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Govt plans to restrict gas for merchant power plants

business Updated: Oct 05, 2011 21:25 IST
Anupama Airy

The government has decided to restrict the supply of domestic gas from both public and private production facilities to power plants selling electricity as merchant power and at a premium over rates fixed by the regulator. The decision is in line with the recommendations of the Ashok Chawla committee on natural resources.

Power being a priority sector, gets the first preference in allocation of domestic gas. The latter is currently a scarce resource given the huge demand from all other sectors including fertiliser, petrochemicals, steel and others. Moreover, as domestic gas is being sold at a much lower price of $4.2 per unit compared to $13-14 a unit for imported gas (or LNG), the government is of the opinion that the supply of domestic gas should be made only to those power plants that are supplying power from their plants to the grid for regulated rates.

While regulated power rates are Rs 3-3.5 per unit, developers charge huge premium for supplies to private entities. Electricity traded as merchant power in the market is fetching developers Rs 6-7 per unit, almost double that of regulated tariff rates fixed by states.

"It has come to the notice of the government that private power developers are selling power produced from domestic gas at a huge premium to the regulated rates," a senior petroleum ministry official told HT.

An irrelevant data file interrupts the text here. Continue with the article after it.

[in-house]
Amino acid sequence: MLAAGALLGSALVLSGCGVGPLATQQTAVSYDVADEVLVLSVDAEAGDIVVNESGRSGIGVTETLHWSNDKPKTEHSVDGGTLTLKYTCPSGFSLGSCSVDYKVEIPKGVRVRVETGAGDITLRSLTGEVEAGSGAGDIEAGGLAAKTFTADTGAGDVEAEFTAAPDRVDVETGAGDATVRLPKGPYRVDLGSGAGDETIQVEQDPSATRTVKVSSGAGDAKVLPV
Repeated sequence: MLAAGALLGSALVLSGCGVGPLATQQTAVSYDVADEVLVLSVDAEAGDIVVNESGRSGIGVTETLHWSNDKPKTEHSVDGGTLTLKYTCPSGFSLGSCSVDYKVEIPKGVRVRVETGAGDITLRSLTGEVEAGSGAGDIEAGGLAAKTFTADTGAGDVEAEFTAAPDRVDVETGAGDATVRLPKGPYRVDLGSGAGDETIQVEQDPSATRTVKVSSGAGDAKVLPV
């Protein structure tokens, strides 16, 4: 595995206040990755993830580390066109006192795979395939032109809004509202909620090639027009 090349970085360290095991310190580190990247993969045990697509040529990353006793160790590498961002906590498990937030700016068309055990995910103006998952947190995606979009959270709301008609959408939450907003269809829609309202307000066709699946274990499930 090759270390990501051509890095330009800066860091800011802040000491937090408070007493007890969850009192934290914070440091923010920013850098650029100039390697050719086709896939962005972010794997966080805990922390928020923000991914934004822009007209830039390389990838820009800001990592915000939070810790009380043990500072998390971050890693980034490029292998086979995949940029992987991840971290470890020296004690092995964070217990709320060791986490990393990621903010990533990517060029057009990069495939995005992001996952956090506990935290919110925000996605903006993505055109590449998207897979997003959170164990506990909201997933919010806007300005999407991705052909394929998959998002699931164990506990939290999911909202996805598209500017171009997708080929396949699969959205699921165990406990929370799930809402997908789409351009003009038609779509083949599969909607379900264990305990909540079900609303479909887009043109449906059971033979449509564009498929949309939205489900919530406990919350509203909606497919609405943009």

"It has been brought to our notice by AP Transco that Lanco Kondapalli expansion and Tanirbavi, both having KG D6 gas allocation are merchant power plants, which are selling power during peak seasons to private entities at an average price premium of approximately Rs 2 per unit compared to regulated rates," the official said.

The petroleum ministry has also written to the power ministry seeking its approval on the modifications of directions given by Reliance Industries Ltd, the contractor producing gas from KG-D6 fields, that "no cuts" in gas supply should be applicable only to those power plants, which are supplying power to state/other power distribution companies, at rates approved by the state and central electricity regulator for long term power supplies under the power purchase agreements

"In view of the scarcity of domestic gas, the current and future allocations of domestic gas will be subject to the condition that the entire electricity produced from this gas shall be sold under long term PPAs to the grid/distribution companies at regulated tariffs approved by the regulators," the petroleum ministry official said.

The same has also been recommended by the Chawla Committee on Natural Resources. The committee, in its recent report to the government, has recommended that the price of the gas should be determined through a market mechanism, without there being any need to provide any input subsidies.